Flat-rate consumption tax is subject of webinar
The Applied Legal Research Coordination Area (CPJA) at Fundação Getulio Vargas’ Sao Paulo Law School is holding a free online debate called “A Flat-Rate Tax on Consumption.” This public event will be livestreamed on FGV’s YouTube channel on April 28, at 10 am.
The proposal to adopt a single rate in Brazil has been criticized as it is argued that different rates could benefit the poorest people. However, the international literature and empirical research carried out abroad indicate the opposite. They show that setting different rates is not the best way to benefit the poorest.
This is due to four main reasons:
- Lower rates affect both the poorest and wealthiest people, and the latter tend to consume more goods with reduced or zero rates, in absolute terms;
- Lower rates make the tax system more complex, leading to litigation that impairs the functioning of the system as a whole;
- The ability to set lower rates incentivizes lobbying to favor special interests;
- Reductions in tax rates are not normally passed on in full to consumers in the form of lower prices.
In this context, the event will present the results of a research project that looked at the international literature and then sought to evaluate the fourth point above. Considering a set of products that experienced a reduction in the rate of Tax on Circulation of Goods and Services (ICMS), the researchers examined whether, and to what extent, this reduction was subsequently passed on to consumers in the form of lower prices.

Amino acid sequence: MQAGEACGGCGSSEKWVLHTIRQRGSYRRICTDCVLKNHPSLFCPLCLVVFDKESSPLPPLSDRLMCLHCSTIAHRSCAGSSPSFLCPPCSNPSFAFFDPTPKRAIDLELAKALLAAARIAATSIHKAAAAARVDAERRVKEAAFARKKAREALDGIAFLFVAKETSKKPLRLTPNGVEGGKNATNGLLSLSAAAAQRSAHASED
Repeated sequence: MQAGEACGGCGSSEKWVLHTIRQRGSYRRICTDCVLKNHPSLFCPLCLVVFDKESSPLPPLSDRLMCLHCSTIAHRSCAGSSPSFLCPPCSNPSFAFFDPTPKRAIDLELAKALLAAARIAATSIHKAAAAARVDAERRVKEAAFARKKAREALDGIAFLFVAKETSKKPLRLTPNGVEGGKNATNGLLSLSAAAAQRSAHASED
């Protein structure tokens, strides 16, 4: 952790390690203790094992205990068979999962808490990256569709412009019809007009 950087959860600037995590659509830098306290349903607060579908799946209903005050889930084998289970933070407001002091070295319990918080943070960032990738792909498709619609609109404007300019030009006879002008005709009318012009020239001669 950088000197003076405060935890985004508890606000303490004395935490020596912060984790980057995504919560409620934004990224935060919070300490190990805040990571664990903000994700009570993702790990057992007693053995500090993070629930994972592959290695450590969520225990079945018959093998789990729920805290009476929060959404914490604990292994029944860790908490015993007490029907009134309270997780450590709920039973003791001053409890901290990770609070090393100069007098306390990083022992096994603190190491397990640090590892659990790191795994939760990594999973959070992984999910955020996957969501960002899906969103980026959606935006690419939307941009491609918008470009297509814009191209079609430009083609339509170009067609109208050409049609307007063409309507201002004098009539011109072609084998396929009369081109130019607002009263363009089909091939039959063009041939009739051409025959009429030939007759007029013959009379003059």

Program of activities:
Opening remarks and presentation of study
- Leonel Cesarino Pessoa, professor and researcher, FGV Sao Paulo Law School
- Mauricio Canêdo Pinheiro, professor, Rio de Janeiro State University
- Melina Rocha, course director, York University, Canada
- Rozane Bezerra de Siqueira, professor of economics, Pernambuco Federal University
- Rodrigo Orair, director, Brazilian government’s Tax Reform Secretariat, and researcher at Institute for Applied Economic Research (IPEA)
- Enlinson Mattos, professor, Sao Paulo School of Economics (FGV EESP)
- Vanessa Rahal Canado, coordinator of law graduate courses and Center for Tax Research at Insper, a higher education institute in Sao Paulo
To take part, please sign up here.